The Gift of Failure: How the Best Parents Learn to Let Go So Their Children Can Succeed by Jessica Lahey (Book Excerpt)
CLEAR EXPECTATIONS AND ROOM TO LEARN
Once your child is in middle and high school and those executive function skills have started to kick in, it’s time to remove your- self from your child’s homework duties. Around the beginning of middle school, when research shows that homework begins to have an academic benefit, homework takes on increasing academic relevance. Homework, when carefully planned and prepared, is not busywork. Quality homework shores up knowledge that has already been encoded, and pushes students to apply that knowledge to new contexts. This final aspect of learning, in which students create answers rather than merely recalling them, is called generative learning. Homework that promotes generative learning offers students opportunities to play with skills, exercise some trial and error, and create their own answers. While generative learning is vital to mastery, it is also hard. Generative learning does not come easily, and when this valuable and precious kind of learning is going on, expect to see some blood, sweat, and tears. It won’t look like elementary school homework, in which answers fit tidily in squares preprinted on math worksheets. Generative learning, when done right, should travel outside the lines, disregard boundaries of subject matter, and stretch students’ abilities to the limit.
I had the opportunity to witness a particularly messy display of generative learning recently when I served as a practice judge for a middle school FIRST Lego League team. FIRST Lego League is an educational robotics program in which teams of kids invent a solution to some problem they have identified out there in the world. When it came time for the students to run through their presentations, I squirmed in my seat and held my tongue as the students tried, and failed, and tried again to communicate solutions to the problems they had identified. It was all I could do to keep from holding my head in my hands as their prototypes failed to work as planned and they argued about workarounds and last-second improvisations these mishaps caused. I was anxious about how they would fare in the real competition the next day, as these prototypes were clearly not ready to be deployed in the real world, let alone in front of a panel of judges. The next day, I received an email from the team’s parent supervisor to thank me for my help and to announce that the kids had received an award for their work. Specifically, they were honored for the way they approached the challenge they were given and for the manner in which they embodied the FIRST Lego League core values. Notably, the core values state, “What we discover is more important than what we win.” All of that failure, failure that nearly gave me an ulcer, resulted in a great learning experience for the students.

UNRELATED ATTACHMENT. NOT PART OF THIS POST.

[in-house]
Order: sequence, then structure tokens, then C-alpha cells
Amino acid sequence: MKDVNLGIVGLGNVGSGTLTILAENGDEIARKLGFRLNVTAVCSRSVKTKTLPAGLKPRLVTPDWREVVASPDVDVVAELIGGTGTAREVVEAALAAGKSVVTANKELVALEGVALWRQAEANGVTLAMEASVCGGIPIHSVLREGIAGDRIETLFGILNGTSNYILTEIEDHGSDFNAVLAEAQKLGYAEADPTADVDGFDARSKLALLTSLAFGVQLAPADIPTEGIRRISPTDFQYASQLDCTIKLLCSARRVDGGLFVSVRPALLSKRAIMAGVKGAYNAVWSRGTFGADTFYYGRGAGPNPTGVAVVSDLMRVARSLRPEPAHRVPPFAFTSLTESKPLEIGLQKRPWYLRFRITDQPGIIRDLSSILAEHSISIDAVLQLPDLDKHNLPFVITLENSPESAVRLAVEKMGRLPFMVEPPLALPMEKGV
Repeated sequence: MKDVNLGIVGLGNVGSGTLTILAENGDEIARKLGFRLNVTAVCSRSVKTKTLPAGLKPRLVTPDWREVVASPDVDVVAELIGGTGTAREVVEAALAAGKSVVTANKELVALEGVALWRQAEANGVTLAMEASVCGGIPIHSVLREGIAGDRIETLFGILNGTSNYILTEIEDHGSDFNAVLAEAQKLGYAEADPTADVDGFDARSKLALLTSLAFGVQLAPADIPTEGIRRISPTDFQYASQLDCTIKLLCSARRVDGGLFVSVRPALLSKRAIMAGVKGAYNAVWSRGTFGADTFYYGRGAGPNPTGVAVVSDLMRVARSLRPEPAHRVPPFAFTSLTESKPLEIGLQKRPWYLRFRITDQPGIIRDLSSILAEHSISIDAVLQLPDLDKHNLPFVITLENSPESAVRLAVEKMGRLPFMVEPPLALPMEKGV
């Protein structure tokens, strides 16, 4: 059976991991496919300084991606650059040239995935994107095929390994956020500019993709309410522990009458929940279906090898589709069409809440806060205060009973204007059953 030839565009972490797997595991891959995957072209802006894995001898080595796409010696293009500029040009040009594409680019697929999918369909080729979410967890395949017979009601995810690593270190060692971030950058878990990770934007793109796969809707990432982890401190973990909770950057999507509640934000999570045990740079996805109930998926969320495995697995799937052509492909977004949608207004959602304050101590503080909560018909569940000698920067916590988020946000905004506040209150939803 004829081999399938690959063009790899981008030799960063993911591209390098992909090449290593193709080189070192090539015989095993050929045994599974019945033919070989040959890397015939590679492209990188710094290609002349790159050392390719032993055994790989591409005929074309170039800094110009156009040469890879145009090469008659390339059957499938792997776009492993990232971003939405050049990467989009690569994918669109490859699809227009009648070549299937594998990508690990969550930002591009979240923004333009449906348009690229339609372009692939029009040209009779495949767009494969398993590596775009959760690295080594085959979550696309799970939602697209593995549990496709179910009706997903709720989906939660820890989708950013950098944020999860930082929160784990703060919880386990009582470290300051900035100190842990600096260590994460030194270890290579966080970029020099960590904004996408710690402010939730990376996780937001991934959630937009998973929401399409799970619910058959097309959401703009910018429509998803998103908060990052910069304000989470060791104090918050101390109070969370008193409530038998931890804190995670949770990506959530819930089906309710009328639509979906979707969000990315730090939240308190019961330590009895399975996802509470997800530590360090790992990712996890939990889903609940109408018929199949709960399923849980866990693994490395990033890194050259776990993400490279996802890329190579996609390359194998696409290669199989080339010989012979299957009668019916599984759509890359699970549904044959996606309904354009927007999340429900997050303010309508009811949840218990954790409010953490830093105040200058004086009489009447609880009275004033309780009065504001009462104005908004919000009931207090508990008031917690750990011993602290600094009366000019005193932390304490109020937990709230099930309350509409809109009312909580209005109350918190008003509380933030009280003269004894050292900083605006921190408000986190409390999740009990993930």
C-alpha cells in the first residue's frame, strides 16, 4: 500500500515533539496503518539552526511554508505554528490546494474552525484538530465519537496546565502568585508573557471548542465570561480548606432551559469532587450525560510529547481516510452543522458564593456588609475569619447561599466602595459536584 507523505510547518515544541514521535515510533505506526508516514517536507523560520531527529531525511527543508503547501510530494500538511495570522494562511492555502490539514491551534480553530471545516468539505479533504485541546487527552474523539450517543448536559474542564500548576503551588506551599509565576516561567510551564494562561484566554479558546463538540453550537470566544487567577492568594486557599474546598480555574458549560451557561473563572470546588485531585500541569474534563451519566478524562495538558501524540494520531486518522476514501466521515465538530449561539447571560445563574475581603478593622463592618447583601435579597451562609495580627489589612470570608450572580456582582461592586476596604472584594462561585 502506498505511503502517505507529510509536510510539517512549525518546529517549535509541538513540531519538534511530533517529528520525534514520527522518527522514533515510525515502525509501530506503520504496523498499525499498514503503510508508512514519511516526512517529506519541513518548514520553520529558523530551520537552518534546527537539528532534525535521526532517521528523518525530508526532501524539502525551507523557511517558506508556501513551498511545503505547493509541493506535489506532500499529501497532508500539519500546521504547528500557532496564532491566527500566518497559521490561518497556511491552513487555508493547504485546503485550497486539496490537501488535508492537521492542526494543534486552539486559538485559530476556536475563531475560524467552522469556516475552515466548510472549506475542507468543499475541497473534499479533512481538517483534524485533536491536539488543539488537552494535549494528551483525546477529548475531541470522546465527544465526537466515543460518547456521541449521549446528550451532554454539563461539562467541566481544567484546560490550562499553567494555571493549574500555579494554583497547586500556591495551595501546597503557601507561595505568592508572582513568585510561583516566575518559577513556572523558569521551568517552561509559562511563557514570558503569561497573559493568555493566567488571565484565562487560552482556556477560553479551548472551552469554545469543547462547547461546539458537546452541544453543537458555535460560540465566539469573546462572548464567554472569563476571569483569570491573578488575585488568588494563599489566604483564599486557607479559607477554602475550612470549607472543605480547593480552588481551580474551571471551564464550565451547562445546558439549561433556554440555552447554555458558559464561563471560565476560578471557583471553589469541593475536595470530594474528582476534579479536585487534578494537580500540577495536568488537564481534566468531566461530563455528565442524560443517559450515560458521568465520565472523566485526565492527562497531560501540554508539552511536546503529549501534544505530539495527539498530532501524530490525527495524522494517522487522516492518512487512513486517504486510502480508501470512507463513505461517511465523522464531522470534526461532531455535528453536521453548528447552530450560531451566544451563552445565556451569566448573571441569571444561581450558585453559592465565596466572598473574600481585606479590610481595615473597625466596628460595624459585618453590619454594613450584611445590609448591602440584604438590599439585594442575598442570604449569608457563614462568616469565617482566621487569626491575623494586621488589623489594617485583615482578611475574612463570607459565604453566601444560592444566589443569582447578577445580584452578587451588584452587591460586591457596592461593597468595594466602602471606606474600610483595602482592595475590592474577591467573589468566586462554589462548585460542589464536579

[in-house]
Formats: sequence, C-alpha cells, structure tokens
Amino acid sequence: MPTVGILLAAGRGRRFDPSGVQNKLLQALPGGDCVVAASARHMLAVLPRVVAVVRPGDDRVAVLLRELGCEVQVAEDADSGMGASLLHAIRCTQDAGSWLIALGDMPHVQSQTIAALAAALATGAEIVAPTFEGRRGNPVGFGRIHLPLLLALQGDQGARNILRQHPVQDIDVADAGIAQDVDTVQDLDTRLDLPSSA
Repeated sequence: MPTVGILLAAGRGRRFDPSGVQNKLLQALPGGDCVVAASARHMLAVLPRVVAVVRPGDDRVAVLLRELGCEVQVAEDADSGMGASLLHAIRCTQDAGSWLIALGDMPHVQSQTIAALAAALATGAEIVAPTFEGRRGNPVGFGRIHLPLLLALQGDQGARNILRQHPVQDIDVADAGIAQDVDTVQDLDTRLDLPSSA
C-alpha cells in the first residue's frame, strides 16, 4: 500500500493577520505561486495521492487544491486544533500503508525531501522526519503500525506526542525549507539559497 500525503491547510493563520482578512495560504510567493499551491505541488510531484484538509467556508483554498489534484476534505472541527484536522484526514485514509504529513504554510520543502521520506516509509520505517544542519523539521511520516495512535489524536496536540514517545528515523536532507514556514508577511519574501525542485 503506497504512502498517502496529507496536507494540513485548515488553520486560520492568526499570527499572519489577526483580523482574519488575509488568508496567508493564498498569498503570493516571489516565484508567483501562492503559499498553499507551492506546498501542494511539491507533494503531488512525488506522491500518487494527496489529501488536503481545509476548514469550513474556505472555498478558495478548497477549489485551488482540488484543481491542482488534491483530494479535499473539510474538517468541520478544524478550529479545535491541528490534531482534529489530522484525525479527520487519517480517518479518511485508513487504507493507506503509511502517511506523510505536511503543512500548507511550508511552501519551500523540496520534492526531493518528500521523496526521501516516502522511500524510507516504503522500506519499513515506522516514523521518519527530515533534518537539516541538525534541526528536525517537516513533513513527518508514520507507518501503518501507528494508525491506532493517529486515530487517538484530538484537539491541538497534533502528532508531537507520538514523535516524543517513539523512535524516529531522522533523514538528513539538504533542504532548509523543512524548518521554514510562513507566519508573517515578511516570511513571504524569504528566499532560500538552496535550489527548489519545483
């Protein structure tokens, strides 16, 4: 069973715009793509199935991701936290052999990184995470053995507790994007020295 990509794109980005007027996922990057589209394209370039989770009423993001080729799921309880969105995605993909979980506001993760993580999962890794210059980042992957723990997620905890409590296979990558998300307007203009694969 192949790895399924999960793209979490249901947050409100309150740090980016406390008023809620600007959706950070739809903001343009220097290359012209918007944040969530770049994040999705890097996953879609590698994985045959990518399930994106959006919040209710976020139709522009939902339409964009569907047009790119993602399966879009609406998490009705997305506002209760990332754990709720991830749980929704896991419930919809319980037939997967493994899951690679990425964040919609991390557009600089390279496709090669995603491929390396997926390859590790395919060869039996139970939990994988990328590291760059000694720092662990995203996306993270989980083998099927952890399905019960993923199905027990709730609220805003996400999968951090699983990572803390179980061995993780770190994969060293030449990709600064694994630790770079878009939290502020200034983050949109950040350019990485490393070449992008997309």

In order to take advantage of the more complex generative learning assignments kids face in middle and high school, some students may continue to need guidance where the executive function skills come into play, such as with long-term planning and time management. However, these maturing students should be maintaining their own plan book or calendar and beginning to take responsibility for their work and deadlines. Certainly once high school begins, homework should be completely under students’ control, and unless they want to talk through an assignment or get your feedback on an idea, parents should not be involved in homework at all.
THINK BACK TO YOUR CHILDHOOD, to those days when you simply felt ready for the school day, when you had worked hard on your homework and felt really confident and prepared. Remember those mornings walking to school or riding the bus, when you could not wait for the day to start because you were not just willing to be called on, but eager to show off what you’d accomplished the night before? Keep that feeling in mind when you are tempted to take over your child’s homework. Don’t deprive her of those feelings of competence. Let her experience both her failures and her successes, and let her take ownership and pride in her work and abilities. You can cheer her on as she progresses, but you can’t sit next to her at the dining room table and hold her hand forever. This is her journey, her personal quest to slay her dragons and secure her just rewards.
Jessica Lahey is a teacher, writer, and mom. She writes about education, parenting, and child welfare for The Atlantic, Vermont Public Radio, and the New York Times and is the author of the New York Times bestselling book, The Gift of Failure: How the Best Parents Learn to Let Go So Their Children Can Succeed. She is a member of the Amazon Studios Thought Leader Board and wrote the educational curriculum for Amazon Kids’ The Stinky and Dirty Show. Jessica earned a B.A. in Comparative Literature from the University of Massachusetts and a J.D. with a concentration in juvenile and education law from the University of North Carolina School of Law. She lives in New Hampshire with her husband and two sons and teaches high school English and writing in Vermont.